Getting your vitamin levels optimal us first step

Vitamin D aiming for around 100nmol

Better You vitamin D mouth spray is good as avoids poor gut function

Perhaps take 3000iu strength 2 x per day for a month, then once a day for 3 months and retest £28 postal kit

Important to take magnesium and vitamin K2 Mk 7 too

Detailed supplements advice on Low vitamins here

Eating liver once a week should help ferritin

B12 and folate - a good vitamin B complex (eg Igennus Super B complex and possibly also sublingual B12 lozenges (eg Jarrow 1000mcg once day)

Only start one supplement at a time and wait 2 weeks to see reaction before adding another

If you are taking vitamin B complex, or any supplements containing biotin, remember to stop these 3-5 days before any blood tests, as biotin can falsely affect test results

You might also consider trying a strictly gluten free diet. Many even without antibodies have found it helps. You originally had Graves so may still have antibodies present and/or benefit from gluten free diet

Retest 2 -3 months time - see if FT3 is improved or still too low

All thyroid tests should be done as early as possible in morning and fasting and don't take Levo in the 24 hours prior to test, delay and take straight after. This gives highest TSH, lowest FT4 and most consistent results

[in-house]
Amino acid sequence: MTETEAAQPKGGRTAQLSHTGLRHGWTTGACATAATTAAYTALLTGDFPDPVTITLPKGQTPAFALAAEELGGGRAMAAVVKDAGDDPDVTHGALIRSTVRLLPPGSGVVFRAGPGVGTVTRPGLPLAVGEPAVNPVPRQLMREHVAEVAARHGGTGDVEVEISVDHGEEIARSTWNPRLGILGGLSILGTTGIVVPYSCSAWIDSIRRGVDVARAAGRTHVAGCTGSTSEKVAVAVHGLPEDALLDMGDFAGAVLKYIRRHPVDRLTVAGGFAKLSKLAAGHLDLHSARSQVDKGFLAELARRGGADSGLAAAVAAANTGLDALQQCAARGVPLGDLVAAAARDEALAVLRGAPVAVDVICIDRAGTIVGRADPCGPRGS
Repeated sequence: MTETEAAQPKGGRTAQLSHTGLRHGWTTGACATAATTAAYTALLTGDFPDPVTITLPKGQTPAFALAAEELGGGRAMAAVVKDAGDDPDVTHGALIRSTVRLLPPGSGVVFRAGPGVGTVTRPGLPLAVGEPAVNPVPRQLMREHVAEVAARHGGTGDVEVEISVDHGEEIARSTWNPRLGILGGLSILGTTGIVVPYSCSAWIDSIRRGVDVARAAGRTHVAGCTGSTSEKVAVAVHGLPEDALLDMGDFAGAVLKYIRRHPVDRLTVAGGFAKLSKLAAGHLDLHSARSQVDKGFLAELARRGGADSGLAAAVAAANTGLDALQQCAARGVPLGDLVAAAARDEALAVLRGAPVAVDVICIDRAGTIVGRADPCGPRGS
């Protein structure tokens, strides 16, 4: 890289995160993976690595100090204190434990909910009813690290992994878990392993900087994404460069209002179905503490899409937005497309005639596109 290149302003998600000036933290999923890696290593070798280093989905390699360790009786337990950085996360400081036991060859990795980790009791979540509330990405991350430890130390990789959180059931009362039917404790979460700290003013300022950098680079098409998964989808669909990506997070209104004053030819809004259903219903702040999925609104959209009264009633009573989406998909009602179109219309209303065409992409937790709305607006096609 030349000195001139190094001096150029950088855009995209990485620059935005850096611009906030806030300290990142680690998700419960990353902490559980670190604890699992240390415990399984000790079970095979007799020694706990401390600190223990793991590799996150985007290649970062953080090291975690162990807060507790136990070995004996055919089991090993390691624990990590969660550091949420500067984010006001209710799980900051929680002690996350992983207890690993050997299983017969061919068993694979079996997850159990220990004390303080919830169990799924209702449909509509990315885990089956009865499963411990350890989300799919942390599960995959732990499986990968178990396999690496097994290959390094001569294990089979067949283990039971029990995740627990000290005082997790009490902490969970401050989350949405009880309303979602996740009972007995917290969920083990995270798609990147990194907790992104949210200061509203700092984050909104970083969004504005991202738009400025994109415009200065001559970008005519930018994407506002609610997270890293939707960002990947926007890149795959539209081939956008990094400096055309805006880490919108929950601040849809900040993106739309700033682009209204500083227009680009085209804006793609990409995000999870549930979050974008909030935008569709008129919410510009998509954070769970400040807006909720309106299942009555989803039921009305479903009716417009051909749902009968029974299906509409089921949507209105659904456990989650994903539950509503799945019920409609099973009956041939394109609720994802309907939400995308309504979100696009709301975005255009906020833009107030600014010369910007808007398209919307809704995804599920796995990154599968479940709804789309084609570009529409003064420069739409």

Dr Toft, past president of the British Thyroid Association and leading endocrinologist, states in Pulse Magazine,

"The appropriate dose of levothyroxine is that which restores euthyroidism and serum TSH to the lower part of the reference range - 0.2-0.5mU/l.

In this case, free thyroxine is likely to be in the upper part of its reference range or even slightly elevated – 18-22pmol/l.

Most patients will feel well in that circumstance. But some need a higher dose of levothyroxine to suppress serum TSH and then the serum-free T4 concentration will be elevated at around 24-28pmol/l.

This 'exogenous subclinical hyperthyroidism' is not dangerous as long as serum T3 is unequivocally normal – that is, serum total around T3 1.7nmol/l (reference range 1.0-2.2nmol/l)."

You can obtain a copy of the articles from Thyroid UK email print it and highlight question 6 to show your doctor

 please email Dionne: at

Professor Toft recent article saying, T3 may be necessary for many especially note his comments regarding current inadequate treatment following RAI or thyroidectomy